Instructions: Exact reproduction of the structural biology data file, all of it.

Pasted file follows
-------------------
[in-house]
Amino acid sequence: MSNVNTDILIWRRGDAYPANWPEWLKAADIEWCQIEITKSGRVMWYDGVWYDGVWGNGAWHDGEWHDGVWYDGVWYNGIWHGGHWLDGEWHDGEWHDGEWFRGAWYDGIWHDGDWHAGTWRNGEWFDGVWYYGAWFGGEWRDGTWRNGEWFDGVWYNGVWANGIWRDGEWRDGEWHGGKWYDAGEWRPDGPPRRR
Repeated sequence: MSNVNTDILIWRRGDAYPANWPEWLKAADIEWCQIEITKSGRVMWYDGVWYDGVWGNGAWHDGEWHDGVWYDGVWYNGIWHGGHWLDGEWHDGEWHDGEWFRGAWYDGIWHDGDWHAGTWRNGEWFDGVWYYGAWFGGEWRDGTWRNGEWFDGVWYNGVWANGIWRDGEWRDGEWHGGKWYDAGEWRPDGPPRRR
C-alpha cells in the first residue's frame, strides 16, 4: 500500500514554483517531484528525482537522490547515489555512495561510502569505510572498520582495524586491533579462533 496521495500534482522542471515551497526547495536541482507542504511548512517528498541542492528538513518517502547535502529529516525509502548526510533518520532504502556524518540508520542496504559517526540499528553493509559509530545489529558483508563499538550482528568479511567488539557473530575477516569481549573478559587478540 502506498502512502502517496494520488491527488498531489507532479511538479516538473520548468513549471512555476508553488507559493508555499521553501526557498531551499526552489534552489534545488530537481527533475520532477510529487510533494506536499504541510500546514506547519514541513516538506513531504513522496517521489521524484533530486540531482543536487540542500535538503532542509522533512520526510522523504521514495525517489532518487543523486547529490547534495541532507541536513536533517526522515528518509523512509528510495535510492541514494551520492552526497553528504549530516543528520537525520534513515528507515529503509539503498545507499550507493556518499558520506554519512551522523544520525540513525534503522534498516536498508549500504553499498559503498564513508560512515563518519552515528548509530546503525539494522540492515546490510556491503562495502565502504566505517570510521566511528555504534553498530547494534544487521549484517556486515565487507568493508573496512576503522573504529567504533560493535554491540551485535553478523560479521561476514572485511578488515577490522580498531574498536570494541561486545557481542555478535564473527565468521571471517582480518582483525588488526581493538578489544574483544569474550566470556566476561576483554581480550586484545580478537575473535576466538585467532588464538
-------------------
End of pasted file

[in-house]
Amino acid sequence: MSNVNTDILIWRRGDAYPANWPEWLKAADIEWCQIEITKSGRVMWYDGVWYDGVWGNGAWHDGEWHDGVWYDGVWYNGIWHGGHWLDGEWHDGEWHDGEWFRGAWYDGIWHDGDWHAGTWRNGEWFDGVWYYGAWFGGEWRDGTWRNGEWFDGVWYNGVWANGIWRDGEWRDGEWHGGKWYDAGEWRPDGPPRRR
Repeated sequence: MSNVNTDILIWRRGDAYPANWPEWLKAADIEWCQIEITKSGRVMWYDGVWYDGVWGNGAWHDGEWHDGVWYDGVWYNGIWHGGHWLDGEWHDGEWHDGEWFRGAWYDGIWHDGDWHAGTWRNGEWFDGVWYYGAWFGGEWRDGTWRNGEWFDGVWYNGVWANGIWRDGEWRDGEWHGGKWYDAGEWRPDGPPRRR
C-alpha cells in the first residue's frame, strides 16, 4: 500500500514554483517531484528525482537522490547515489555512495561510502569505510572498520582495524586491533579462533 496521495500534482522542471515551497526547495536541482507542504511548512517528498541542492528538513518517502547535502529529516525509502548526510533518520532504502556524518540508520542496504559517526540499528553493509559509530545489529558483508563499538550482528568479511567488539557473530575477516569481549573478559587478540 502506498502512502502517496494520488491527488498531489507532479511538479516538473520548468513549471512555476508553488507559493508555499521553501526557498531551499526552489534552489534545488530537481527533475520532477510529487510533494506536499504541510500546514506547519514541513516538506513531504513522496517521489521524484533530486540531482543536487540542500535538503532542509522533512520526510522523504521514495525517489532518487543523486547529490547534495541532507541536513536533517526522515528518509523512509528510495535510492541514494551520492552526497553528504549530516543528520537525520534513515528507515529503509539503498545507499550507493556518499558520506554519512551522523544520525540513525534503522534498516536498508549500504553499498559503498564513508560512515563518519552515528548509530546503525539494522540492515546490510556491503562495502565502504566505517570510521566511528555504534553498530547494534544487521549484517556486515565487507568493508573496512576503522573504529567504533560493535554491540551485535553478523560479521561476514572485511578488515577490522580498531574498536570494541561486545557481542555478535564473527565468521571471517582480518582483525588488526581493538578489544574483544569474550566470556566476561576483554581480550586484545580478537575473535576466538585467532588464538